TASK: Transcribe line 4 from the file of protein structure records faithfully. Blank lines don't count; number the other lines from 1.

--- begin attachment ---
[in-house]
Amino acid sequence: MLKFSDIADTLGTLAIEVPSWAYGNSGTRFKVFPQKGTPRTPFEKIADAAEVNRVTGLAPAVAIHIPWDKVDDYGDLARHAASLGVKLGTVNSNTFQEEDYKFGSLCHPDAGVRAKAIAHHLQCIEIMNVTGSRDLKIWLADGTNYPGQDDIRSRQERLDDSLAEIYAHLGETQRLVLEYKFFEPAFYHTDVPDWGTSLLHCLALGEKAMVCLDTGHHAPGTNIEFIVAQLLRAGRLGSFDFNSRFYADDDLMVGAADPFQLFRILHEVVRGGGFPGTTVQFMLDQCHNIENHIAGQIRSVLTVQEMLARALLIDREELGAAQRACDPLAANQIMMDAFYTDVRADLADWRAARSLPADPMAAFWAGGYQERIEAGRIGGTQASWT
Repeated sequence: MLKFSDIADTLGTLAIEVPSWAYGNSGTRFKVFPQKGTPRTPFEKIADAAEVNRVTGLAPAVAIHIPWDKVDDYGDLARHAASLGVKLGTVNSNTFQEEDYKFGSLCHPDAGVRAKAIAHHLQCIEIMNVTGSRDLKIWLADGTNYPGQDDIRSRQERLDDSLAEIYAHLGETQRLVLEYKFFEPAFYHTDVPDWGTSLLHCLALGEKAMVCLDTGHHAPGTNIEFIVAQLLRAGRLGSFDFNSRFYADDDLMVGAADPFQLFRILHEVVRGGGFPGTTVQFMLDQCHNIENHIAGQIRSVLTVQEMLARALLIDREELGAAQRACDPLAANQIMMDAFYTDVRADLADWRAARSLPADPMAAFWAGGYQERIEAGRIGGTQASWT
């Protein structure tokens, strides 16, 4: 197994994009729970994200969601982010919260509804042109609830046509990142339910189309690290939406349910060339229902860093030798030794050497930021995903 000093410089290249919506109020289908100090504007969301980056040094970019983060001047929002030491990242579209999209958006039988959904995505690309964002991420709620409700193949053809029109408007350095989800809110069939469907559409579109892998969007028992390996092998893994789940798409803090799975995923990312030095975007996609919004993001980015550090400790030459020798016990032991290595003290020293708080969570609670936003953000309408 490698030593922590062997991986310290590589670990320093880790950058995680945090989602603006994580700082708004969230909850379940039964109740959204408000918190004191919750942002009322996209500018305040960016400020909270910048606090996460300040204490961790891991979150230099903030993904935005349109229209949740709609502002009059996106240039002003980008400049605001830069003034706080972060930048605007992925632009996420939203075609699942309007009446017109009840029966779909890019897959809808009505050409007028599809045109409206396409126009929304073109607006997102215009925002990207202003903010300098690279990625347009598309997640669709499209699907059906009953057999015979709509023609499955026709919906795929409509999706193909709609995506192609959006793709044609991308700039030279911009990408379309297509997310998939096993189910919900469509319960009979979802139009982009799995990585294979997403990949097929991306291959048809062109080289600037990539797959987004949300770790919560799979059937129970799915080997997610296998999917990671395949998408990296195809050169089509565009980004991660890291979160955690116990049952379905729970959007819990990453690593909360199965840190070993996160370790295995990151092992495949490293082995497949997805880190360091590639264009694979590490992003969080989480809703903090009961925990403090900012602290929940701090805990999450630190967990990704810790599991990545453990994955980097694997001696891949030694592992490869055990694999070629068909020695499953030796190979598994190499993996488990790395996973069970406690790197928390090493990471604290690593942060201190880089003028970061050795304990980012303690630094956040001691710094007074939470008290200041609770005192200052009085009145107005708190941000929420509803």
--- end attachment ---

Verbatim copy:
């Protein structure tokens, strides 16, 4: 197994994009729970994200969601982010919260509804042109609830046509990142339910189309690290939406349910060339229902860093030798030794050497930021995903 000093410089290249919506109020289908100090504007969301980056040094970019983060001047929002030491990242579209999209958006039988959904995505690309964002991420709620409700193949053809029109408007350095989800809110069939469907559409579109892998969007028992390996092998893994789940798409803090799975995923990312030095975007996609919004993001980015550090400790030459020798016990032991290595003290020293708080969570609670936003953000309408 490698030593922590062997991986310290590589670990320093880790950058995680945090989602603006994580700082708004969230909850379940039964109740959204408000918190004191919750942002009322996209500018305040960016400020909270910048606090996460300040204490961790891991979150230099903030993904935005349109229209949740709609502002009059996106240039002003980008400049605001830069003034706080972060930048605007992925632009996420939203075609699942309007009446017109009840029966779909890019897959809808009505050409007028599809045109409206396409126009929304073109607006997102215009925002990207202003903010300098690279990625347009598309997640669709499209699907059906009953057999015979709509023609499955026709919906795929409509999706193909709609995506192609959006793709044609991308700039030279911009990408379309297509997310998939096993189910919900469509319960009979979802139009982009799995990585294979997403990949097929991306291959048809062109080289600037990539797959987004949300770790919560799979059937129970799915080997997610296998999917990671395949998408990296195809050169089509565009980004991660890291979160955690116990049952379905729970959007819990990453690593909360199965840190070993996160370790295995990151092992495949490293082995497949997805880190360091590639264009694979590490992003969080989480809703903090009961925990403090900012602290929940701090805990999450630190967990990704810790599991990545453990994955980097694997001696891949030694592992490869055990694999070629068909020695499953030796190979598994190499993996488990790395996973069970406690790197928390090493990471604290690593942060201190880089003028970061050795304990980012303690630094956040001691710094007074939470008290200041609770005192200052009085009145107005708190941000929420509803």